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Right to Rent: A guide to conducting fair and effective checks

From 1st February, landlords across England will be expected to check the status of all prospective tenants to ensure they have the right to rent in the UK.

The government has warned that those who fail to comply with the legislation could face fines or imprisonment, and so it is crucial landlords familiarise themselves with the process and conduct the requested checks.

However, with many landlords fearing that they may face repercussions in the event of a mistake, immigration charities have expressed concerns that the new law could encourage a rise in discrimination against prospective tenants based on their ethnicity, name, or accent.


In this post the Immigration Advice Service (IAS) explains how landlords can conduct Right to Rent checks fairly and effectively.

What is a Right to Rent check?

From February, landlords will be expected to conduct Right to Rent checks every time they consider renting a property to a prospective tenant.

If a tenant chooses to sub-let part of the property they live in, they will be expected to conduct the checks themselves. However, this responsibility can be passed over to the landlord providing both parties agree to this in writing.

How are Right to Rent checks conducted?

The process of checking a prospective tenant’s right to rent can be broken down into four steps:

  1. The landlord must establish which adults will be using the property as their only or main home
  2. The landlord must refer to the list of accepted documents issued by the government and accept one of these documents from each occupier
  3. Once the correct documentation has been obtained, the landlord must check their validity with the potential tenants present
  4. The landlord is expected to make copies of these documents along with the dates the copies were made

It’s vital that landlords ensure all documents are original and belong to the tenant in question. Although landlords must check the expiration dates shown on the documents presented to them, it’s worth noting that some documents are acceptable even if their dates have expired.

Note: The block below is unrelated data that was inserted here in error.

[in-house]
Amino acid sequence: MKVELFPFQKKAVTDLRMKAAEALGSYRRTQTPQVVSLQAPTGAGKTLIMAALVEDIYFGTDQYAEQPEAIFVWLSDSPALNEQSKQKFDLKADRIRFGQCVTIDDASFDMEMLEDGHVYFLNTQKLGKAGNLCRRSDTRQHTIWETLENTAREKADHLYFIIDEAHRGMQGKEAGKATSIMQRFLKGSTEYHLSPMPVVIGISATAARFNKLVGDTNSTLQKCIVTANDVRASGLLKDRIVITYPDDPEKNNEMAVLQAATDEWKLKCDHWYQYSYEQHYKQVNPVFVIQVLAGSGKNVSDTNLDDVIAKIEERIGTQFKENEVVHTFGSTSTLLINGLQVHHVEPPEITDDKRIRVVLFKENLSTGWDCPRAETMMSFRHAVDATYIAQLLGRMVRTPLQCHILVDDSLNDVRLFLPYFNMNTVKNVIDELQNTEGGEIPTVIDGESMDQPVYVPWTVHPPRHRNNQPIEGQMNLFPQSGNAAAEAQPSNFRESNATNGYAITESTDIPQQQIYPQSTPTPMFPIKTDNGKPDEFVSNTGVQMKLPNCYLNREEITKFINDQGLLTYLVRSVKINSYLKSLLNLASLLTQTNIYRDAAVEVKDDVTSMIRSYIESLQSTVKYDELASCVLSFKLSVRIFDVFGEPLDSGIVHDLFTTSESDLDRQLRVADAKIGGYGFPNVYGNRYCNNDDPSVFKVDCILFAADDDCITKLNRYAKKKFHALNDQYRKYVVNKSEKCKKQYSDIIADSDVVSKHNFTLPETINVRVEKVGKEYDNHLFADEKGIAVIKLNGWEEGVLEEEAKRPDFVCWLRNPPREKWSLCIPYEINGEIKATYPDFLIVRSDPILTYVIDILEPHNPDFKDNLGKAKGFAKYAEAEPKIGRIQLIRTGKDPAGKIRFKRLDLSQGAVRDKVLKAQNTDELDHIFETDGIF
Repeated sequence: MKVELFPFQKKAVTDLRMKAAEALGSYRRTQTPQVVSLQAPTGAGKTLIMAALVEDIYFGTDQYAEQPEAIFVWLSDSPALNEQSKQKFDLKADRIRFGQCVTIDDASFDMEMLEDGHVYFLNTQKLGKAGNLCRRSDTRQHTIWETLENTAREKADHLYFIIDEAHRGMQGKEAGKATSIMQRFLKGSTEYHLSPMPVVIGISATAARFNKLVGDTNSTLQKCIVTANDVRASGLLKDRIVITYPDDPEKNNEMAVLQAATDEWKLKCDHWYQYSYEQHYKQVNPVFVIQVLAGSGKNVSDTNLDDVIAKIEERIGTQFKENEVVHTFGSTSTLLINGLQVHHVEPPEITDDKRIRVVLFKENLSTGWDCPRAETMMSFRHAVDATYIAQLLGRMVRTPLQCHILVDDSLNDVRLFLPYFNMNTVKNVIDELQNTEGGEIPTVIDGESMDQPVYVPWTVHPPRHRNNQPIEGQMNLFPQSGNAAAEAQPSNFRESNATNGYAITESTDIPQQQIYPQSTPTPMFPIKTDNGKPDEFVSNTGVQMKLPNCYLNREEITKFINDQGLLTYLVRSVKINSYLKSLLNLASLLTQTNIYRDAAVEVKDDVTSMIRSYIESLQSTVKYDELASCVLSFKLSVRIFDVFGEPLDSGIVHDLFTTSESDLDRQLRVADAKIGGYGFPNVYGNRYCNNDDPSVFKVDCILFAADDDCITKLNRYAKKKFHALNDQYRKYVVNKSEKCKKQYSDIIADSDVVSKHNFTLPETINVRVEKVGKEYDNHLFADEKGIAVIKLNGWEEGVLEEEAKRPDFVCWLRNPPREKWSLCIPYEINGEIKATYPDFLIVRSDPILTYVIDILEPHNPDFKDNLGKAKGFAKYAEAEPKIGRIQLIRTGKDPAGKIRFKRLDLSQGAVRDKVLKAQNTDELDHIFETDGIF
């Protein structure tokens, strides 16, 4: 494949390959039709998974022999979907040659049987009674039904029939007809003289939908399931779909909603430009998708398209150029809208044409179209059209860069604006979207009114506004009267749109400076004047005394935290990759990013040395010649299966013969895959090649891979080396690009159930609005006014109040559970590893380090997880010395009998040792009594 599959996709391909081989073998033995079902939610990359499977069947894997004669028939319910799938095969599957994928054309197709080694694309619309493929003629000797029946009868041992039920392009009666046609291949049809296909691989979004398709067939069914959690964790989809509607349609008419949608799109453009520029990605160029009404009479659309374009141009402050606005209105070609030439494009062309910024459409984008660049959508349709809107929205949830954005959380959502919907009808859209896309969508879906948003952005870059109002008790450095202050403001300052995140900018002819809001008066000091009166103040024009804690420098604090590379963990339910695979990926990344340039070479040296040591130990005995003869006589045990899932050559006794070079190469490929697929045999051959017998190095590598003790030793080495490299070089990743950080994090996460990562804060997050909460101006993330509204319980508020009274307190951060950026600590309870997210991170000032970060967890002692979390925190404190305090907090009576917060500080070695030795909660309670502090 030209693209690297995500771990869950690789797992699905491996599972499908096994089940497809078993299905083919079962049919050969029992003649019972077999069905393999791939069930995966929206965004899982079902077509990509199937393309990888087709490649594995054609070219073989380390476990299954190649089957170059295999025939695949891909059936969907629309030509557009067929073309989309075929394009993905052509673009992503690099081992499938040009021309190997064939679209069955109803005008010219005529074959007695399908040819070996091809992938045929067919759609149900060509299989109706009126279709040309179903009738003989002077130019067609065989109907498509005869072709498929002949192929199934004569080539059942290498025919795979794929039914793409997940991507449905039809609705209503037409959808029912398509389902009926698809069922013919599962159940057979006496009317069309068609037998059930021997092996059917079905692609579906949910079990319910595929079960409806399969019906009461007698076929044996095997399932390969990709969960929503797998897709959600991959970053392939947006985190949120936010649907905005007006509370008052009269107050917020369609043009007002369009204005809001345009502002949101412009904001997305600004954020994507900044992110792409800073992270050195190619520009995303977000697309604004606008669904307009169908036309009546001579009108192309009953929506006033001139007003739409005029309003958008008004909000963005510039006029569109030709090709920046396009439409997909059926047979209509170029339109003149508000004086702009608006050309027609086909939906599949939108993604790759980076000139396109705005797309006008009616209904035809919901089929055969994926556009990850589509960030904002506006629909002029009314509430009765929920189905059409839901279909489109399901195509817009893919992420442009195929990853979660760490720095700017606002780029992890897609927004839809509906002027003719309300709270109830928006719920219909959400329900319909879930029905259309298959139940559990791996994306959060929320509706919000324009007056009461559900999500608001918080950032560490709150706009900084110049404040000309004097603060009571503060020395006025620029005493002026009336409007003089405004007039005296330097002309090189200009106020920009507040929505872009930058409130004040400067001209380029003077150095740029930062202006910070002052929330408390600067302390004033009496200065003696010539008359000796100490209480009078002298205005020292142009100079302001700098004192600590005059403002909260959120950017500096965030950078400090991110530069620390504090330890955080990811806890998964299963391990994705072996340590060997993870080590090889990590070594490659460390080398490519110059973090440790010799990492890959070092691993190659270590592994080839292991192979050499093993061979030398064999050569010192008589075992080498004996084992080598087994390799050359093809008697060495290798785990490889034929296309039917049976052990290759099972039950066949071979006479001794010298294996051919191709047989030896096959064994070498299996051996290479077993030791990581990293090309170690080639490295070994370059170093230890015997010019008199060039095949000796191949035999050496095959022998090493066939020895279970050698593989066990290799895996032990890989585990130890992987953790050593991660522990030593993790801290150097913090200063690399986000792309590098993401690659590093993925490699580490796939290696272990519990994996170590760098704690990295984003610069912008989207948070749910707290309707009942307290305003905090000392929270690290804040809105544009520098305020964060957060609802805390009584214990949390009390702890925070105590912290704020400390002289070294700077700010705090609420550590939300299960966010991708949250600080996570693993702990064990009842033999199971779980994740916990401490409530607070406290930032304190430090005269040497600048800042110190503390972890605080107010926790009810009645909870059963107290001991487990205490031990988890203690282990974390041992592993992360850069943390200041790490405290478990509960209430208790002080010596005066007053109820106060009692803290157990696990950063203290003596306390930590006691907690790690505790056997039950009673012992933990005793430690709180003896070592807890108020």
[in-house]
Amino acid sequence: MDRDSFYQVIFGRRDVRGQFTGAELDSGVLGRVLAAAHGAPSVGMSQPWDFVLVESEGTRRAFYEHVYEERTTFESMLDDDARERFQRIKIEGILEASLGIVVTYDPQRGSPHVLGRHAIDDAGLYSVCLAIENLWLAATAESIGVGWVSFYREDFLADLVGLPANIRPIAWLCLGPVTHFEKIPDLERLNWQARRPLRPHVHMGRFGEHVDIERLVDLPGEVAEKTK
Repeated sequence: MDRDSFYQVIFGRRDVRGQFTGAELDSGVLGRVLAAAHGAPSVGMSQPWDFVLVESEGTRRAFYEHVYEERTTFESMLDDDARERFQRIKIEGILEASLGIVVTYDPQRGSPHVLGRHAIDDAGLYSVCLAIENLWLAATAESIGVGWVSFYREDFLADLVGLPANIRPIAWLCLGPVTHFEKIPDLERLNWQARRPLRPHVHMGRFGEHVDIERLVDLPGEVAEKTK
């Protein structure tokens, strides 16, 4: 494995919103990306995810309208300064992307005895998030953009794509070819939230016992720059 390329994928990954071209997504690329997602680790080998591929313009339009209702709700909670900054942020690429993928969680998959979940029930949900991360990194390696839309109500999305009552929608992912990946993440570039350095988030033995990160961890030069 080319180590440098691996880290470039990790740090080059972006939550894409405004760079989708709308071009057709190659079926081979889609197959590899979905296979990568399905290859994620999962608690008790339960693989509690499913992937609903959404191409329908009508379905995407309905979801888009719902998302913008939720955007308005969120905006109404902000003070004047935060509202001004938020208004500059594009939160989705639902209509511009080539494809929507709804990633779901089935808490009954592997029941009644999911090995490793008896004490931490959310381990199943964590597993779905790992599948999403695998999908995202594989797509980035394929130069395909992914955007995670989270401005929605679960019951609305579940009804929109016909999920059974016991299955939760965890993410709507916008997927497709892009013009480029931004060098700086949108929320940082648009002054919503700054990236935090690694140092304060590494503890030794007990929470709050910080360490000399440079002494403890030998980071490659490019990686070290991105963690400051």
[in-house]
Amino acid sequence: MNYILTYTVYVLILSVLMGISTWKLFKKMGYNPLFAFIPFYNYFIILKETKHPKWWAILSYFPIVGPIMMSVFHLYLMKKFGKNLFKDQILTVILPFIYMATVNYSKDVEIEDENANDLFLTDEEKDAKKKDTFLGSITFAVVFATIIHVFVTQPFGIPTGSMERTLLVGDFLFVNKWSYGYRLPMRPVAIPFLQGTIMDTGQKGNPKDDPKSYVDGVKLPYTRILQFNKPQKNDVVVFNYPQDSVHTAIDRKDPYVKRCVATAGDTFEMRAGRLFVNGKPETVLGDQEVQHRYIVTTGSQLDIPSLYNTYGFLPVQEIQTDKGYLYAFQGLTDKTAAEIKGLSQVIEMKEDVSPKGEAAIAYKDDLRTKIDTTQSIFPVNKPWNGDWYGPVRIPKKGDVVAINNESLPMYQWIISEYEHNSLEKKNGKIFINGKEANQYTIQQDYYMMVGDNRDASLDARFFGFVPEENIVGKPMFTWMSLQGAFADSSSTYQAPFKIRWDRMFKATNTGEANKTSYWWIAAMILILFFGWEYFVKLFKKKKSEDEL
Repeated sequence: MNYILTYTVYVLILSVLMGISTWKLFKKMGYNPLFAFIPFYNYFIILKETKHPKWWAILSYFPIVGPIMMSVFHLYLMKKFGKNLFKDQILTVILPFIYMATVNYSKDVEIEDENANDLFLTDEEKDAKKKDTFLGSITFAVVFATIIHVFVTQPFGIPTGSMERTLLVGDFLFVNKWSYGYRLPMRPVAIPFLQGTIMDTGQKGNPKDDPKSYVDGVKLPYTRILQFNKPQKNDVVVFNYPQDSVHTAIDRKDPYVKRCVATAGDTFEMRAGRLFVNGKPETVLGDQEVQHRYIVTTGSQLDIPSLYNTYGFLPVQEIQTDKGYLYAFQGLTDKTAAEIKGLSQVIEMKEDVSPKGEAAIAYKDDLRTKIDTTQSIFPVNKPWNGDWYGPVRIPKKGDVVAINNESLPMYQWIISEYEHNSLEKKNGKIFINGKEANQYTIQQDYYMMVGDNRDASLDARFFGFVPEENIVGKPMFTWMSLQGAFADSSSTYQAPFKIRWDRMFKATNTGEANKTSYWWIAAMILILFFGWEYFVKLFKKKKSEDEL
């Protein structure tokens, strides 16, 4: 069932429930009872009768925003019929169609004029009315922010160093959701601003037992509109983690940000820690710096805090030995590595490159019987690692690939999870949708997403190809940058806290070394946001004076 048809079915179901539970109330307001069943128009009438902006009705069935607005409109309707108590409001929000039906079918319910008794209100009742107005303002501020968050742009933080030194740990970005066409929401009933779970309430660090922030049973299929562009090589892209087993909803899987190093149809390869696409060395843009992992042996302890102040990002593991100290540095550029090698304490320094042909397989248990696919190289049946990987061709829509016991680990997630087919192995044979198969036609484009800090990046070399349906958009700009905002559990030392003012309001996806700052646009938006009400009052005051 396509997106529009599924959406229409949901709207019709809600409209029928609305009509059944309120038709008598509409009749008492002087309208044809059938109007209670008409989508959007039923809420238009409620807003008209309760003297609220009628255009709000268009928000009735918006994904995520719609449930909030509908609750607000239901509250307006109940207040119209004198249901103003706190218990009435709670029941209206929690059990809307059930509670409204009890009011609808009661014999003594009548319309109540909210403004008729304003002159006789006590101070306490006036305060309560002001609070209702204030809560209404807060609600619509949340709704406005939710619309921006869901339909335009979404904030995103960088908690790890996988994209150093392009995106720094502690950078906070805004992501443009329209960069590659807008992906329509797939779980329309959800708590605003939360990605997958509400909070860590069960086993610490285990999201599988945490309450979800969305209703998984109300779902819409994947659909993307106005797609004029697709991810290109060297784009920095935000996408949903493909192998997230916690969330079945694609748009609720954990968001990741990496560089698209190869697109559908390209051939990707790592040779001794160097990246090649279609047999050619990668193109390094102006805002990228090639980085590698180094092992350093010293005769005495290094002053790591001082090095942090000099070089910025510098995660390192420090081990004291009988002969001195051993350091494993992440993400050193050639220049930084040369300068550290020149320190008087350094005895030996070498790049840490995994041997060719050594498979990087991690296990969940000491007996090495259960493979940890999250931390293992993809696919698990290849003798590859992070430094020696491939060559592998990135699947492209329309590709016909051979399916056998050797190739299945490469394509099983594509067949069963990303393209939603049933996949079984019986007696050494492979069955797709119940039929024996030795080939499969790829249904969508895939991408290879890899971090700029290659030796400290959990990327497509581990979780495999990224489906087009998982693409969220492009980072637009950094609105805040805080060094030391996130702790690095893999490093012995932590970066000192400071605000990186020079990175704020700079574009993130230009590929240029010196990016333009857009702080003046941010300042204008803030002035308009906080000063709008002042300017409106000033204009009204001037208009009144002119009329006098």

Are the Right to Rent checks time-consuming?

Some landlords have raised concerns regarding the amount of time it will take them to conduct the checks and research suggests that some property owners plan to charge tenants administration fees in order to cover their time. 

However, by integrating Right to Rent into their existing tenant vetting process and familiarising themselves with the acceptable documents list, landlords can save time and ensure the status of prospective tenants is addressed early in the application process.

Although charging admin fees may seem like the best way to compensate for additional paperwork, such charges could deter prospective tenants and limit the number of applicants a landlord is able to choose from.

How can landlords avoid breaking discrimination laws?

In December 2014, the Right to Rent scheme was piloted across the West Midlands. According to an investigation conducted by the Joint Council for the Welfare of Immigrants, which surveyed landlords in Birmingham, Walsall, Sandwell, Dudley and Wolverhampton during this time, many landlords admitted to discriminating against those who they suspected to not be from the UK originally.

In fact, the JCWI found that 42% of landlords are unlikely to rent to those without British passports, while 25% of landlords are less likely to rent to people with a ‘foreign sounding’ name or accent.

Although it’s crucial that landlords avoid letting to those without the right to rent within the UK, it’s equally important that they don’t behave in a discriminatory way. Landlords must check the status of all prospective tenants, even if they know the prospective tenant personally or they’re confident about the person’s ability to rent in the UK. Landlords that make assumptions based on race or only check the status of some prospective tenants could find themselves breaching discrimination laws and may be subject to a financial penalty. 

*This article was written by the Immigration Advice Service

  • icon

    If a perpective tenant cannot read or understand the contract properly, then I am not prepared to form a contract with them. This is not discriminatory, but just good business practice.


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